Similan Islands

I escaped to the Similan Islands for a few days last year and I’m still feeling totally awestruck by the experience. The national park, and UNESCO World Heritage Site, in southern Thailand is truly one of the last real gems of the Andaman Sea. While islands like Phuket and Ko Phi Phi are being developed (and developed and developed again) with beachfront bungalows and tourist attractions, the Similan Islands still remains an uncultivated spectacle of beauty and glory.

Don’t get me wrong, as an entrepreneur and businessman, I know there’s nothing fundamentally wrong with commercialization. But at the same time, I believe there’s a responsible and ethical way to do it. There has to be some pure and untouched places in this world for us still to marvel at, and I really hope the Similan Islands stays one of them.

Everywhere you look, it’s the spitting image of a postcard. And underwater it’s even better! The Similan Islands’ coral reefs are the oldest in Thailand (created around 5,000 years ago) and because of this, they have some pretty weird and interesting rock formations including deer antlers, mushrooms and even brains! Underneath these crystal blue waters, it’s also not unlikely to see such colorful underwater critters such as clownfish (yes, like Finding Nemo), lionfish, mantas and whale sharks.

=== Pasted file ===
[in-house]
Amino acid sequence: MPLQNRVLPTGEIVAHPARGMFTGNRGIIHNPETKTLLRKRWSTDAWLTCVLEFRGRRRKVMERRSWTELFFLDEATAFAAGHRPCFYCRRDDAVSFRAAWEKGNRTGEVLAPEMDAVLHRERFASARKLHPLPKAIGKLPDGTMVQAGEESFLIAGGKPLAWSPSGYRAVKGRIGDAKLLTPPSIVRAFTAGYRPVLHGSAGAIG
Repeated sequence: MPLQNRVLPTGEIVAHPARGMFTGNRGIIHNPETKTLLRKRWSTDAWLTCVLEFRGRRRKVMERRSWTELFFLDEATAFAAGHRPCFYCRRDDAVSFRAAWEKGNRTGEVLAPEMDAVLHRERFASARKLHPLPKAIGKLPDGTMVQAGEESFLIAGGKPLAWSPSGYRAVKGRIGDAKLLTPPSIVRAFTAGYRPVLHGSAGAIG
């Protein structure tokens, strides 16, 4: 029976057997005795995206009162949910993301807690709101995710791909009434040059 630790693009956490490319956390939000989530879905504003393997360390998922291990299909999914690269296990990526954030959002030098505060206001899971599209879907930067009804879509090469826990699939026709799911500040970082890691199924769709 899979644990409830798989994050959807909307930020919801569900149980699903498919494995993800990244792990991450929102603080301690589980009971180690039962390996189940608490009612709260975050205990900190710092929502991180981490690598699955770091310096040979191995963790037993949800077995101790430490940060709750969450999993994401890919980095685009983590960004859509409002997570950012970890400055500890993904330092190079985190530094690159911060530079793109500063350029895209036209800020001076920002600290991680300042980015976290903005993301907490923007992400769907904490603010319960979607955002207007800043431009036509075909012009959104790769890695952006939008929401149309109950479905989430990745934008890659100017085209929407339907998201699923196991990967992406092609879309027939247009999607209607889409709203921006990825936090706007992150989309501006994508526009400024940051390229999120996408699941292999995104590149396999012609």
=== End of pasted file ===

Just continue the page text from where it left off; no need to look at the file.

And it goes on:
I took a marine boat tour around the islands and it was really amazing. This video doesn’t nearly do justice to the Similan’s natural beauty but you can get just a taste: cerulean water, chalk-white sand and the most luscious greenery you will ever see.

 

But like all beautiful and exotic destinations, the Similan Islands is facing a very real threat. In 2010, a phenomenon called coral bleaching occurred in the local waters. This means the sea became so warm, surrounding areas of coral reef lost its color and died. Possible causes are global warming, over-fishing and chemical run-off.Fishing is now banned in the Similan Islands and nearby Surin National Park, but divers still often report seeing nets and illegal fishing traps in the water. Local authorities have also closed down islands one, two and three for turtle hatching protection programs and reef conservation. The Similan Islands is recovering, but not back to where it once was. My greatest fear is that, over time, even more of the ecosystem will be irreversibly damaged.

My experience got me thinking again about a previous blog I wrote, about what it means to be a serious traveler and an entrepreneur. Let me add another important footnote to this dual identity: as both travelers and entrepreneurs, we need to always treat Mother Nature with care and respect. Let’s never take her natural beauty for granted, and always be aware of our actions in both business and everyday life.

I’ll be thinking about the Similan Islands for a long time to come. Its jaw-dropping beauty has given me some seriously fantastic inspiration!

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